Flossie, the pride of the Butte Fire Department, is pictured in The Butte Evening News Feb. 20, 1910.

“Butte has more dogs for a city of its size than any town in America. This is the opinion of every traveler who ever stopped off on his way east or west and of every citizen, be he dog fancier or dog hater, who has taken the time to think of something besides business. And it’s true.”

“You see dogs everywhere. On leashes and off leashes, on the run, on the sneak, on the yelp or on some other less fortunate brother dog’s neck.”

Although these quotes may sound like the lead-in to a story about dog problems, the Butte Evening News for Feb. 20, 1910, was boasting of Butte’s prominence in the dog-raising world.

The Butte Kennel Club was organized in 1907 with James Keefe as its president and architect Herman Kemna among its first members. By 1910, the club had grown to 70 members, active in breeding and showing dogs across the nation. Bally Tip, Keefe’s Airedale, was touted by the Butte Evening News as “one of the greatest dogs in the country.” Airedales seemed to be a favorite in Butte, with more than 60 in residence in 1910 and at least six that had taken blue ribbons in national competitions. “Butte stands supreme” in the entire nation in terms of winning Airedales, the News bragged.

Keefe was proprietor of the Post-Office News Stand at 27 W. Park. His home where Bally Tip presumably lived was at 313 S. Dakota, and Kemna lived at 635 S. Main. Both Keefe’s and Kemna’s homes are still standing. The most notable surviving home in Butte designed by architect Kemna is the 1910 California bungalow at 31 E. Copper St. Kemna owned at least two English bulldogs, Muriel and Black Butte. In 1907, he was planning to breed Muriel to a “grand sire” named Clyde Nestor, while Black Butte was soon to “appear at stud.”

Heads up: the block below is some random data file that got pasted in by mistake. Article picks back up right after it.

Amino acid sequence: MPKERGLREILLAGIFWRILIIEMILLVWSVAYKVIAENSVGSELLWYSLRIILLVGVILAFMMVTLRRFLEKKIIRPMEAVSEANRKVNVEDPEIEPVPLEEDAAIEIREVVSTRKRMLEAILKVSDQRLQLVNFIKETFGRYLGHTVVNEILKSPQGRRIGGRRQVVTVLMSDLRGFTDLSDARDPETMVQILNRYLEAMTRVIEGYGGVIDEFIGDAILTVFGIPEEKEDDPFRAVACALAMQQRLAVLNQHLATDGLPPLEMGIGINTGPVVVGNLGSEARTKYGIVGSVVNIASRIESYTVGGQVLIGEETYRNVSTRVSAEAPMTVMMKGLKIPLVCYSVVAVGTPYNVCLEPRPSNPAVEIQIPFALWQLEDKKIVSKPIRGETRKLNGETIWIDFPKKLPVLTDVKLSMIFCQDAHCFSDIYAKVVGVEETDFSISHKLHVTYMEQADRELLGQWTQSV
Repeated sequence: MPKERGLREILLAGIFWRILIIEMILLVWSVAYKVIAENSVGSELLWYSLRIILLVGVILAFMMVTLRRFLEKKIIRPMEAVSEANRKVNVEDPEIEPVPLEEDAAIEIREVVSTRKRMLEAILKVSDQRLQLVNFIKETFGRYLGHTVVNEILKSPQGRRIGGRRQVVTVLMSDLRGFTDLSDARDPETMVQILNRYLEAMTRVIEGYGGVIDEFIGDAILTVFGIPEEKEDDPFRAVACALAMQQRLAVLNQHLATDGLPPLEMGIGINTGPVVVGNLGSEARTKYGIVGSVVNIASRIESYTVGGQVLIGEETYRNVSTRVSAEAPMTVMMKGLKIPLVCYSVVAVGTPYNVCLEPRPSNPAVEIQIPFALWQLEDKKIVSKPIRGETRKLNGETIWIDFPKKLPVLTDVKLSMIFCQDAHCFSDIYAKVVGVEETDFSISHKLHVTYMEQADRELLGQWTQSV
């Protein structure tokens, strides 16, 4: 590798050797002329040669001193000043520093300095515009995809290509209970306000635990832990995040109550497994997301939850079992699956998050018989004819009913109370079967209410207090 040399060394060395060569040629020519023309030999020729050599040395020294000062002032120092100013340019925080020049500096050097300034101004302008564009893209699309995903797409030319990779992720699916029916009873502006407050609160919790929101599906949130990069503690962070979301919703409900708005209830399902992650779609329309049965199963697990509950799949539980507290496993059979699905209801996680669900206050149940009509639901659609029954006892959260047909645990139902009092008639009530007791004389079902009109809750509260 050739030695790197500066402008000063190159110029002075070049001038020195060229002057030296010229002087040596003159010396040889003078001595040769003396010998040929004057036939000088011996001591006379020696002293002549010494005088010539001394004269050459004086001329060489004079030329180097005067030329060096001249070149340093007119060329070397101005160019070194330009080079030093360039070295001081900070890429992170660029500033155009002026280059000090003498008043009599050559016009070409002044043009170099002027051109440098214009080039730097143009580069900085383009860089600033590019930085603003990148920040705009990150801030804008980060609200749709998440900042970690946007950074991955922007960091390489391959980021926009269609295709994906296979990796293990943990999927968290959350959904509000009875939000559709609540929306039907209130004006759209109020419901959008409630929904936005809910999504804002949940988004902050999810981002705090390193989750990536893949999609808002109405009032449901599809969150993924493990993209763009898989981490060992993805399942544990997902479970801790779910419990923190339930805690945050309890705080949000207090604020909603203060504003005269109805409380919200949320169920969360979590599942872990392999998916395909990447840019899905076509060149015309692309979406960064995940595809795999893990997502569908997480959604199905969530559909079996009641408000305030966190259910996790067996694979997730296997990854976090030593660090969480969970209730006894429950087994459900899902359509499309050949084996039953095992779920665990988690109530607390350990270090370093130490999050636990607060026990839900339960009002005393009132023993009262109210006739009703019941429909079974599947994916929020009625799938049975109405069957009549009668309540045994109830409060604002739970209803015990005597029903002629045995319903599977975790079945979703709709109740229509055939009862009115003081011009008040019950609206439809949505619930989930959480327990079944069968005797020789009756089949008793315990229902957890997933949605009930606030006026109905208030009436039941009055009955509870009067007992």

The fancy house at 303 S. Idaho (southwest corner of Idaho and Silver) once housed Butte’s Bachelors’s Club and their mascot, Bach, an English bull. Fire chief Pete Sanger’s collie Flossie held forth at the Station on Quartz Street (today’s Archives building) as the fire department mascot. Flossie came to Butte direct from Scotland.

Dr. E.F. Maginn of 635 W. Granite (a home designed by Butte architect Henry Patterson) had “a string of silver cups long enough to go round a small hall,” won by his English bull terrier Monte Christo and other canines.

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Local geologist and historian Dick Gibson has lived in Butte since 2003 and has worked as a tour guide for various organizations and museums. He can be reached at rigibson@earthlink.net.


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